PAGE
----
Saint Thomas Aquinas, O.P., also Thomas of Aquin or Aquino; (Aquino, 1225 – Fossanova, 7 March 1274) was an Italian priest of the Catholic Church in the Dominican Order, and an immensely influential philosopher and theologian in the tradition of scholasticism, known as Doctor Angelicus (the Angelic Doctor) and Doctor Communis or Doctor Universalis (the Common or Universal Doctor). "Aquinas" is not a surname (hereditary surnames were not then in common use in Europe), but is a Latin adjective meaning "of Aquino", his place of birth. He was the foremost classical proponent of natural theology, and the father of the Thomistic school of philosophy and theology, which is named after him. His influence on Western thought is considerable, and much of modern philosophy was conceived as a reaction against, or as an agreement with his ideas, particularly in the areas of ethics, natural law and political theory.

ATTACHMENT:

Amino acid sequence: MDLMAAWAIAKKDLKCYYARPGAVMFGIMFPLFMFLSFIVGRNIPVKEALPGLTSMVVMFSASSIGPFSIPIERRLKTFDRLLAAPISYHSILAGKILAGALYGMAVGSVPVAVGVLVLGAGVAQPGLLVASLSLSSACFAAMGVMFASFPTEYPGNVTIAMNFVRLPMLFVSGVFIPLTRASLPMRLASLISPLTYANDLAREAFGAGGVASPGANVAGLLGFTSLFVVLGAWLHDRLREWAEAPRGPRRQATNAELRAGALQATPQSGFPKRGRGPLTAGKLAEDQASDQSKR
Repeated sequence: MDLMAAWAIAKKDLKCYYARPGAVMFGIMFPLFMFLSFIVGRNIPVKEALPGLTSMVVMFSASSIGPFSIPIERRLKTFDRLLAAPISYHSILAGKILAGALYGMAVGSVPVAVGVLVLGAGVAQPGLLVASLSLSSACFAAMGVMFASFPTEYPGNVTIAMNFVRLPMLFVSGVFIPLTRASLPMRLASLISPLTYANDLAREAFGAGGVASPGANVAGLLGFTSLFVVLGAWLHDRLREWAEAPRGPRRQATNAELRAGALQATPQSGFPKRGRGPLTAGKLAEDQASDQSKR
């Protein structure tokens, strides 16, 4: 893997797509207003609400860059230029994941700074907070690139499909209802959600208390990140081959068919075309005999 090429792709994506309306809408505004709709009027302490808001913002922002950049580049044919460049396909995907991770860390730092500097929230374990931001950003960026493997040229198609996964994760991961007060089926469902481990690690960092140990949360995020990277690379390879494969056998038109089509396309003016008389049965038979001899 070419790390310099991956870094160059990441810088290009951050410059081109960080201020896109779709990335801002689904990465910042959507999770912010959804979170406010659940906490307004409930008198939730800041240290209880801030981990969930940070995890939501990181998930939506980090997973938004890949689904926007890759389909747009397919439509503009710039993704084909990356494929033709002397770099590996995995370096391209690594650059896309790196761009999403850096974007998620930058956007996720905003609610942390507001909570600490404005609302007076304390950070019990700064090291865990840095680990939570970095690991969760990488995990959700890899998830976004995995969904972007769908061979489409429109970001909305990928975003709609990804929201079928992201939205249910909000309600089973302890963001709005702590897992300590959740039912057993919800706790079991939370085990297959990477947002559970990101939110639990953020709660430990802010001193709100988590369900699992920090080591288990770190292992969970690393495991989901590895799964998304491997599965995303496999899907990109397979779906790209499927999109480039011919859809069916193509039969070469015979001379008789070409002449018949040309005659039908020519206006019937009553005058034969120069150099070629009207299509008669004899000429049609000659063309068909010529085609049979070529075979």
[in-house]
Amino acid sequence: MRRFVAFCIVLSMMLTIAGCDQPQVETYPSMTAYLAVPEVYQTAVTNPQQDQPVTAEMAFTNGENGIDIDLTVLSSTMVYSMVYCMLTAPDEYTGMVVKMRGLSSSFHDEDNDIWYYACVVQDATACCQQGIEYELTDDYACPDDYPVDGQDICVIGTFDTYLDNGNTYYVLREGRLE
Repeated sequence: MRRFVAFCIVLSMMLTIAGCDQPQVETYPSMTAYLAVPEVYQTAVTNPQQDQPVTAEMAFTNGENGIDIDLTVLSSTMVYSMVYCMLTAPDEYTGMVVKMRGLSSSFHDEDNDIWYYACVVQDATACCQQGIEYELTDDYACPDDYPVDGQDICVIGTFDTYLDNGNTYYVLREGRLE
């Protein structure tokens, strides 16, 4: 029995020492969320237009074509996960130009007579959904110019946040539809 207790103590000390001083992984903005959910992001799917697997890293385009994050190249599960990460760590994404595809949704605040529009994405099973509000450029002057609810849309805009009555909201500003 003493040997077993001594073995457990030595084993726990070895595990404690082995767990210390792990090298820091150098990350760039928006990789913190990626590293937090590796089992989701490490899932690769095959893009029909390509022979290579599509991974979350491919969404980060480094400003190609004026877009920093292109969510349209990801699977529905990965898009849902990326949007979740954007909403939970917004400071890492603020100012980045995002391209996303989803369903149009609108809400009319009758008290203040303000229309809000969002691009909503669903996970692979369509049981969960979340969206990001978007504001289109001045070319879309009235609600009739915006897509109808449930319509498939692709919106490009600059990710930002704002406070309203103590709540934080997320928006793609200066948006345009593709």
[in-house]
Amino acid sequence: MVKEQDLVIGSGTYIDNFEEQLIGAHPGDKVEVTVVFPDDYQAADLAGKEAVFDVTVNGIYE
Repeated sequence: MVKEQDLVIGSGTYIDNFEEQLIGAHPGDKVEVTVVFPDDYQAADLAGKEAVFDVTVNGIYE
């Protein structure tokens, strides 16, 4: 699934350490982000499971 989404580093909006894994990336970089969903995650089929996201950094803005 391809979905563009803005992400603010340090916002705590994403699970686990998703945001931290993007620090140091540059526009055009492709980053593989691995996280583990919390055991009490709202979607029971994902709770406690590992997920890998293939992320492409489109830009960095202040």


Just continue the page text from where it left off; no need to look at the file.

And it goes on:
Thomas is held in the Catholic Church to be the model teacher for those studying for the priesthood. The works for which he is best-known are the Summa Theologica and the Summa Contra Gentiles. One of the 33 Doctors of the Church, he is considered the Church's greatest theologian and philosopher. Pope Benedict XV declared: "The Church has declared Thomas' doctrines to be her own."
Thomas was born in Aquino c. 1225, according to some authors in the father Count Landulf of Aquino's castle placed in Roccasecca, in the same Contea di Aquino (Kingdom of Sicily, in the present-day: Lazio). Through his mother, Theodora Countess of Theate, Thomas was related to the Hohenstaufen dynasty of Holy Roman emperors. Landulf's brother Sinibald was abbot of the original Benedictine abbey at Monte Cassino. While the rest of the family's sons pursued a military career, the family intended for Thomas to follow his uncle into the abbacy; this would have been a normal career path for a younger son of southern Italian nobility.